Hang On Tight: ‘Merger Monday,’ Which Died in 2008, Is BAAACK
“Merger Monday” was an exciting weekly feature of life during the 2007 bubble. It was the day when mega deals were announced, when all the craziness of leveraged buyouts invaded CNBC’s morning shows with great hoopla, and stocks would surge, and surging stocks would beget more buyouts and more hoopla, and fees and profits were extracted out of thin air, and everyone was in heaven.
After it all collapsed, I thought we’d never see “Merger Monday” again, the phrase, the concept. But now, the unthinkable happened, the impossible, the zombie phrase has walked back into the scene, when it reappeared on the front page of MarketWatch. It was like in the olden days of 2007: the big numbers were there, the exuberance was there, the craziness, the media hoopla, the head-shaking.
There was the acquisition by Japan’s booze conglomerate Suntory of US booze conglomerate Beam for $83.50 per share, a 25% premium from Friday’s closing price. Their combined booze sales would amount to $4.3 billion. The $16 billion deal, including debt, would be funded mostly with debt.
Among the brands Suntory will pick up is Maker’s Mark, which got into a huge tussle a year ago when it told its customers that it would water down its bourbon. “Fact is, demand for our bourbon is exceeding our ability to make it, which means we’re running very low on supply,” explained COO Rob Samuels at the time. They’d add water to the remaining batch, and lower alcohol content from 45% to 42%, so that there’d be enough for everybody. The uproar was immediate, including by yours truly.... Self-Medicating With Watered-Down Bourbon: An Insidious Inflation
Next was Charter Communications, backed by media mogul John Malone. It offered to buy Time Warner Cable, the second-largest cable company behind Comcast, for $132.50 per share, $83 in cash and $49.50 in Charter stock. Rumors had been flying for months. It’s tough out there for cable companies. TWC lost 825,000 cable TV subscribers in 2013, after having already lost 530,000 in 2012. And 2014 doesn’t look exactly bright. So banding together might help, the theory goes. The $61 billion deal would have been the largest unsolicited takeover since the final days of the bubble in 2008. But it was just a “low-ball offer,” as TWC CEO Rob Marcus called it. An even bigger deal may now be in the cards.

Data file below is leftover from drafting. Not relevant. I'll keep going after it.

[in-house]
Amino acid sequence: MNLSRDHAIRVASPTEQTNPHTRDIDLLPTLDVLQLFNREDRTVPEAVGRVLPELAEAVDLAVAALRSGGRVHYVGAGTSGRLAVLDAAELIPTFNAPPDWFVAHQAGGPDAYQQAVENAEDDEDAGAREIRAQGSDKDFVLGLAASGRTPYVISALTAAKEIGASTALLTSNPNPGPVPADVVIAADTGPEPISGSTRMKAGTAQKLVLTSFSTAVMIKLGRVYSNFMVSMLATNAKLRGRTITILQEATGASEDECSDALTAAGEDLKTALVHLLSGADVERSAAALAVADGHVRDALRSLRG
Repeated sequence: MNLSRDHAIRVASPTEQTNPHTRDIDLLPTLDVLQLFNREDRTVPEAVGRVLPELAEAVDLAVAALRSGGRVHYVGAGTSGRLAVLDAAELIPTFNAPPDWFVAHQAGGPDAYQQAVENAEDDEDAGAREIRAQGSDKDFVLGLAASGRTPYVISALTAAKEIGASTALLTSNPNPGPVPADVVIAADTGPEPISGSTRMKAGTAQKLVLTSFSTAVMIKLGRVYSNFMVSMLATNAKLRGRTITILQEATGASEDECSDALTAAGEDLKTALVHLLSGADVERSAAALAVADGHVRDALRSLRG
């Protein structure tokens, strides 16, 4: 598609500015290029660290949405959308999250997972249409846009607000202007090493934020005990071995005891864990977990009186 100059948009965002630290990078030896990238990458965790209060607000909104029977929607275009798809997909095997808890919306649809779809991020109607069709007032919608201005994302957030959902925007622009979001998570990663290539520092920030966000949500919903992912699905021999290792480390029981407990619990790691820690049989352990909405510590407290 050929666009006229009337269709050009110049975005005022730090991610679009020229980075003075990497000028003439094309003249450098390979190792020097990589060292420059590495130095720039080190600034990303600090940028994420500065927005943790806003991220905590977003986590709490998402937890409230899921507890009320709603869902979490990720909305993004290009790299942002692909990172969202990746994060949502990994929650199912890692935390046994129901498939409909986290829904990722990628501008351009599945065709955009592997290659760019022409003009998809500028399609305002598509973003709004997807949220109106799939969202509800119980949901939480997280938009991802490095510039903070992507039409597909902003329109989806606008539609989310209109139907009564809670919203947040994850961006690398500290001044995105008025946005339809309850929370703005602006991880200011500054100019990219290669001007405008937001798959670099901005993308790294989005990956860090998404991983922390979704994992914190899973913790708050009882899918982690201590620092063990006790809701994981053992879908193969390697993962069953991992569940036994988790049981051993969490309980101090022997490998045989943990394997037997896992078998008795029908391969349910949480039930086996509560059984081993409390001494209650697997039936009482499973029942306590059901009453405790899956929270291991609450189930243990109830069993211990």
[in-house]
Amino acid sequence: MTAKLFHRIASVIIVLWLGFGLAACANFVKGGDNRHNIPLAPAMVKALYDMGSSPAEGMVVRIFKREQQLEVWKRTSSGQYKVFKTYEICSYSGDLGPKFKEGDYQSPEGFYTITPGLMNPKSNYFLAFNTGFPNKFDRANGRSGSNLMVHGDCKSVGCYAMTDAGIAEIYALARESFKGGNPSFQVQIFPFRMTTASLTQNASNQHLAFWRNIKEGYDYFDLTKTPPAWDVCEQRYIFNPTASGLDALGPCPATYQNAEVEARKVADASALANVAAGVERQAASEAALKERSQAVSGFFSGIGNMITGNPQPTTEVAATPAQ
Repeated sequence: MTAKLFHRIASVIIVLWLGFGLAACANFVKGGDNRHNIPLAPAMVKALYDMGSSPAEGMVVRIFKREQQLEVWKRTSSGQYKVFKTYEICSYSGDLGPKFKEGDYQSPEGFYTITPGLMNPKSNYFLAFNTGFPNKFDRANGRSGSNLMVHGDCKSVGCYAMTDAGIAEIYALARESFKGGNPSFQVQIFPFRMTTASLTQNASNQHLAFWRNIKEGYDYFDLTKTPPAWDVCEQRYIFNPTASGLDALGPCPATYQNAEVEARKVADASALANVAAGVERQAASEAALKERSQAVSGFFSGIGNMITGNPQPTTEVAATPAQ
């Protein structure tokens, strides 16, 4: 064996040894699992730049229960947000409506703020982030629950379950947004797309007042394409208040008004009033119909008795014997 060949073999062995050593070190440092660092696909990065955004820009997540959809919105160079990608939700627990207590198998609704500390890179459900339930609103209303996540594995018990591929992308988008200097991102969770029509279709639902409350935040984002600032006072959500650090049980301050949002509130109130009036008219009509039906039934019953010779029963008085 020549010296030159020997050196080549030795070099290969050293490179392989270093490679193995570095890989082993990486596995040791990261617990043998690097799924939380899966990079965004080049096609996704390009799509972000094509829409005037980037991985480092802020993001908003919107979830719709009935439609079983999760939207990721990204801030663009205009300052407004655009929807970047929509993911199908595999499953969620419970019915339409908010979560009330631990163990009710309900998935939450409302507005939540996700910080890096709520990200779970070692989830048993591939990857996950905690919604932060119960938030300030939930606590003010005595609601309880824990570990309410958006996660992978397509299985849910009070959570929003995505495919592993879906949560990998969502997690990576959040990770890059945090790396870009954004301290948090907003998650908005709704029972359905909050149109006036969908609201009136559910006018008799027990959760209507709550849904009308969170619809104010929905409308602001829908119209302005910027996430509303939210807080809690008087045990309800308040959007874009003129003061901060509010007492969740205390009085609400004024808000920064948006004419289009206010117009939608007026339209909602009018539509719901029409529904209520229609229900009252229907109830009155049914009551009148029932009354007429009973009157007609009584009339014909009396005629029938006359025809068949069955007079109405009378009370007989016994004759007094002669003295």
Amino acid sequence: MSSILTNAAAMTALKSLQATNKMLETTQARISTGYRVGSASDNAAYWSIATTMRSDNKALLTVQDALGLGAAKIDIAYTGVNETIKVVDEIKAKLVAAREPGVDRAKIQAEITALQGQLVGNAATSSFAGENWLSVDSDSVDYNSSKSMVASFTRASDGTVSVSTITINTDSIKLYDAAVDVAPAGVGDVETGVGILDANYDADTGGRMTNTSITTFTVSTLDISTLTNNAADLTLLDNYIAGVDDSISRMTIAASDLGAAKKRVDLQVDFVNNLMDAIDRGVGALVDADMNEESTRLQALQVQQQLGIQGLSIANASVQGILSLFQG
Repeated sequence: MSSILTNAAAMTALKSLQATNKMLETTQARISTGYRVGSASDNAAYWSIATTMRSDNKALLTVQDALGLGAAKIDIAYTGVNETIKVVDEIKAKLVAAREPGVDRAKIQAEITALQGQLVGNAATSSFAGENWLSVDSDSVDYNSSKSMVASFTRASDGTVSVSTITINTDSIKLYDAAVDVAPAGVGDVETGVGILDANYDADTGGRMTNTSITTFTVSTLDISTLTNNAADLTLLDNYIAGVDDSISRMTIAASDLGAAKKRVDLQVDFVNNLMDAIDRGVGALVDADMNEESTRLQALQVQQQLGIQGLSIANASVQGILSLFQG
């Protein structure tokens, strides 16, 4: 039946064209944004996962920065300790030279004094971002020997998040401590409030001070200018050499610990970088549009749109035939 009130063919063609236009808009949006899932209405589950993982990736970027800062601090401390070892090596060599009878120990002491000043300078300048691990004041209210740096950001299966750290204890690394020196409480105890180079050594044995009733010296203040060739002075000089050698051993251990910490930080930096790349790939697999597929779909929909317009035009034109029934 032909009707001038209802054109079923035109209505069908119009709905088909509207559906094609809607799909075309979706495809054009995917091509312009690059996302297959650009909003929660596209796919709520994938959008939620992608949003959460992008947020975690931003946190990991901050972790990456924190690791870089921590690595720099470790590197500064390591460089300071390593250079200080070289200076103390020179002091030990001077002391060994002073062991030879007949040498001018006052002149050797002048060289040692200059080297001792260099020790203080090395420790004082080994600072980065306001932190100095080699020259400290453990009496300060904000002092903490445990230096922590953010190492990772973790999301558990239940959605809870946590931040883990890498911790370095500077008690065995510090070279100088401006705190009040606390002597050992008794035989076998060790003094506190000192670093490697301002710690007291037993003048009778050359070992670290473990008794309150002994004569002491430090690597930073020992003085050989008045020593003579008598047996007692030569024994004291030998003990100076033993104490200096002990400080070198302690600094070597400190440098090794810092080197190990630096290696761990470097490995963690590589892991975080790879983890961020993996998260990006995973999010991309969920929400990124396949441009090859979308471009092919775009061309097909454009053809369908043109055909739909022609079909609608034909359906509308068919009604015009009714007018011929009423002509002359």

And Google announced that it would acquire thermostat and smoke-alarm maker Nest for $3.2 billion, a routine amount these days for a startup that was founded a couple of years ago, has about 300 employees, and is not even making a dent in an industry dominated by giants Honeywell and Johnson Controls.
But Google would get a foothold in the latest hot thing, connected devices, the “Internet of things.” It already knows everything you do on line and stores that information forever. It knows everything you do in your various Google accounts. It reads your emails, data mines them, and stores the results for later use. It knows where you’re going if you use an Android device, and it knows where you’re thinking of going if you use Google maps. Soon it will drive you there in a self-driving vehicle of your choice (or drive you to an advertiser's store instead).